Ten ways to improve your training part I

Ten ways to improve your training part I

A couple of weeks ago Practicalpaleothic.com brought an article concerning ten ways to improve your training. The article is adressed to crossfitters but some/a lot of the advice applies to all training individuals.

Even though I’m not an athlete or someone special I’ve still learned a lot the last couple of years; especially after joining Performance Gym Aarhus and competing in the 2012 DBFF Newcomers Cup. When it comes to lifting weights many of the points in the article are valuable lessons to be learned that took me years to discover. Let’s go through the ten advice.

Set goals

This may be obvious to everyone but I still see a lot of people who just work out with no specific goal(s). “Fail to plan – plan to fail”. Setting goals will help you keep the eyes on the prize and give you direction. It will also help keep you motivated over time. It can be body composition, a specific weight on the scale or just becoming strong as f**k. Just be realistic both short and long term.

Add some active recovery training

I’m split into two on this one. While I think it is a good idea to use a foam roller, walk walks or do some GPP (maybe even some interval training – just don’t go all out) I’m not sure I would recommend this to do average trainee who only visits the gym a couple of times a week. I’m aware the article is adressed to athletes and people who work out more than the average trainee though. That being said: If you go all out in your workouts some recovery work would be very beneficial.

Learn and refine a sport

I wouldn’t know since I chose lifting weights over soccer a couple of years ago (before that I played soccer for 17 years) but the author of the article has a valid point: When you focus on a sport your training becomes more specific/oriented towards that sport which usually brings a lot of positive side effects because of the need of constant improvement or the competitive aspect (which there is very little of in bodybuilding – unless you compete). So if you’re not competing in anything taking up a new sport can help you focus your training which is always a good thing. It also relates to the tip about setting a goal.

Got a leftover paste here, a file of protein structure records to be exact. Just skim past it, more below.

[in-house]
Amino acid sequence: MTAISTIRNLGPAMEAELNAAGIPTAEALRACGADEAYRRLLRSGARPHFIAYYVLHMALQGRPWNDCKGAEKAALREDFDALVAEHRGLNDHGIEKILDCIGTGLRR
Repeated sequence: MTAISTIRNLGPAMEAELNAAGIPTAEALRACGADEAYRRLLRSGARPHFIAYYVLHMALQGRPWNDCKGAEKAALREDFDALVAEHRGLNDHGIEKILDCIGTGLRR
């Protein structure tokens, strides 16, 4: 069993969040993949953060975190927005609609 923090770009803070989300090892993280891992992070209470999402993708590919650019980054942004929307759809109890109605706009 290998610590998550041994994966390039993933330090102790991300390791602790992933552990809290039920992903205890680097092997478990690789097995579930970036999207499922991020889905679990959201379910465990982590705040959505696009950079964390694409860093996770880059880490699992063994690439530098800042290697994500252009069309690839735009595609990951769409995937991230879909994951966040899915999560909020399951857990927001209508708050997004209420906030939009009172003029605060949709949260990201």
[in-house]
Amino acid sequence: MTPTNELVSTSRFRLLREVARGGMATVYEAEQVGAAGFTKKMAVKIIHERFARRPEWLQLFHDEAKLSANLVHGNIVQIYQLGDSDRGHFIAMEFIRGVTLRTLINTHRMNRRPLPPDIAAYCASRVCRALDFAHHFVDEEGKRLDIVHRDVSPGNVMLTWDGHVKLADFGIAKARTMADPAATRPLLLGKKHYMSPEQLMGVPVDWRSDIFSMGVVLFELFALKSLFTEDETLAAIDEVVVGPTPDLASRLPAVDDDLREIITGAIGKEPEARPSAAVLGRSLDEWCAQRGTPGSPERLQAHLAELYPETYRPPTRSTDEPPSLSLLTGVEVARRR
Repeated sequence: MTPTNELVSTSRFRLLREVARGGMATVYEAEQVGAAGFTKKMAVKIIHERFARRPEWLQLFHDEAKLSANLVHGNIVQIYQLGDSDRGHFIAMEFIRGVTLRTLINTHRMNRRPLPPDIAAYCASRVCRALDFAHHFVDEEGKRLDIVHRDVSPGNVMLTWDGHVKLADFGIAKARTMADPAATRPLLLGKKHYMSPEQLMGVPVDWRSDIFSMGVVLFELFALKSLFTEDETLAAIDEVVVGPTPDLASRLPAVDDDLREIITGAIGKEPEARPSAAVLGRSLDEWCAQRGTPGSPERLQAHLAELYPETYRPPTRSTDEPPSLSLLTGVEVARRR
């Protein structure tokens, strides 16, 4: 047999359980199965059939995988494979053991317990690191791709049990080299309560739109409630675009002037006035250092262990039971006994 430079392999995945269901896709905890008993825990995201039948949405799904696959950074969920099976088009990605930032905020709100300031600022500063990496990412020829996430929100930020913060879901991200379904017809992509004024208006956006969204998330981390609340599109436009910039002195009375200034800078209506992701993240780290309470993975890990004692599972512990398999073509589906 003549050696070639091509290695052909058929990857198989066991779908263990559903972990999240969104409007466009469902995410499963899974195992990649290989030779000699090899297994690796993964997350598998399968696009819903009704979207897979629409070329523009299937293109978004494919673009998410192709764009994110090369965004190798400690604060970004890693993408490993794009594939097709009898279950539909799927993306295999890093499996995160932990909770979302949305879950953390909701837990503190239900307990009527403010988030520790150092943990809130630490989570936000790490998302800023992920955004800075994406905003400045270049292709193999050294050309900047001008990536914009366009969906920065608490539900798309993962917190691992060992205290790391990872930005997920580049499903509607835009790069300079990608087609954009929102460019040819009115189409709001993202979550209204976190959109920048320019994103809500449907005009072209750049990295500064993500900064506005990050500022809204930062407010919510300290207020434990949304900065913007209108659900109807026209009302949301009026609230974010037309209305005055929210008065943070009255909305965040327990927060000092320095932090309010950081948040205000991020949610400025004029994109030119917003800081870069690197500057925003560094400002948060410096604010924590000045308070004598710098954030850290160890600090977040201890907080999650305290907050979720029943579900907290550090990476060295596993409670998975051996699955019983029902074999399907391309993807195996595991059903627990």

Periodize your training

This is someone we could all learn from the pro’s; they don’t just work out – they plan their workouts over time (periodizing). You can’t go all out seven times a week, 52 weeks a year. That’s downright impossible. So by periodizing your training you can gain strength and size over time without burning out. Protocols like Jim Wendler’s 5/3/1, Stronglifts 5×5 or Sheiko’s programmes are all prime examples of how to periodize your training. Start know.

Clean up your diet

When I first started learning about nutrition in relation to body composition, strength and bodybuilding I was surprised. Surprised to learn that without proper nutrition you can litterally kill yourself in the gym using the best protocols or programmes and have little or nothing to show for it. What a letdown. But think about: If you workout 5-6 times a week for an hour and you sleep for eight hours you have 15 hours where you don’t focus on your body. That roughly translates to 60-65% of your entire day where you’re not working out or resting. And in this period you eat. So if you’re for over half the day maybe you should think about what you eat. Okay, bad explanation. In short if you eat like crap or eat too little/too much your results will reflect this. Cleaning up your diet doesn’t mean to eat strictly paleo, God forbid. In my world it’s about eating either a caloric deficit or surplus (to lose or gain weight) and choose healthy foods the majority of the time.

That’s the end of part I. Part II will be up in a couple of days.

Find the original article right here: http://bit.ly/improveyourtraining

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One thought on “Ten ways to improve your training part I

  1. Pingback: Ten ways to improve your training part II | Blog of Moberg

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